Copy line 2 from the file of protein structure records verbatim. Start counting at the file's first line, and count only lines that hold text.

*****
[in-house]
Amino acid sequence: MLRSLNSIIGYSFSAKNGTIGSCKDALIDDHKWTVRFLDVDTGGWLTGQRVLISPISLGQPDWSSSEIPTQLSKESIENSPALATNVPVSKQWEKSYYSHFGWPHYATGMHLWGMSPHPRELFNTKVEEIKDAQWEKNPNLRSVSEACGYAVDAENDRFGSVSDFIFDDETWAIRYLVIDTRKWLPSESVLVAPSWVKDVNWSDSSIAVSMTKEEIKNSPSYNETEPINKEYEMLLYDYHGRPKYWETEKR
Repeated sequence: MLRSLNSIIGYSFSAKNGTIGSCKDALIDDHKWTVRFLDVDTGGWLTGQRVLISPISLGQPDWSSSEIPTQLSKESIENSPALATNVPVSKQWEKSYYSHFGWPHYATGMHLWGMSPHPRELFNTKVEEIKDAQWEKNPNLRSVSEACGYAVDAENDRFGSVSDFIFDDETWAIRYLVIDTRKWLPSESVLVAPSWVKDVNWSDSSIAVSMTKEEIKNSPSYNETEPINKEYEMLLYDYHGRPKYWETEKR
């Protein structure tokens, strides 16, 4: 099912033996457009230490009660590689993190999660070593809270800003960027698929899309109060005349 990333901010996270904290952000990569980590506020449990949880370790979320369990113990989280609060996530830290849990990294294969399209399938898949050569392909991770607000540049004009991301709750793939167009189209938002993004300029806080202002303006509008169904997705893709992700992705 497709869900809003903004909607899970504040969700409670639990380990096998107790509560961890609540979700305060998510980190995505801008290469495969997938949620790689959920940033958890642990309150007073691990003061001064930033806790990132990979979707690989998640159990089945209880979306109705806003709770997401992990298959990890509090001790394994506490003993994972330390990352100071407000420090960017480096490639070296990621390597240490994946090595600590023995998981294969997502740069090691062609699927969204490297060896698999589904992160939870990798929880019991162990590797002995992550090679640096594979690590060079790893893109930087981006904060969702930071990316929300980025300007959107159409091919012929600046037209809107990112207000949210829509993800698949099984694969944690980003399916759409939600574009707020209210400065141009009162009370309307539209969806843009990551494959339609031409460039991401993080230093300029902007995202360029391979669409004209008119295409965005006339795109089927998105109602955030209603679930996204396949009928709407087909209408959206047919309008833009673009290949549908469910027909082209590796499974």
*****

Amino acid sequence: MLRSLNSIIGYSFSAKNGTIGSCKDALIDDHKWTVRFLDVDTGGWLTGQRVLISPISLGQPDWSSSEIPTQLSKESIENSPALATNVPVSKQWEKSYYSHFGWPHYATGMHLWGMSPHPRELFNTKVEEIKDAQWEKNPNLRSVSEACGYAVDAENDRFGSVSDFIFDDETWAIRYLVIDTRKWLPSESVLVAPSWVKDVNWSDSSIAVSMTKEEIKNSPSYNETEPINKEYEMLLYDYHGRPKYWETEKR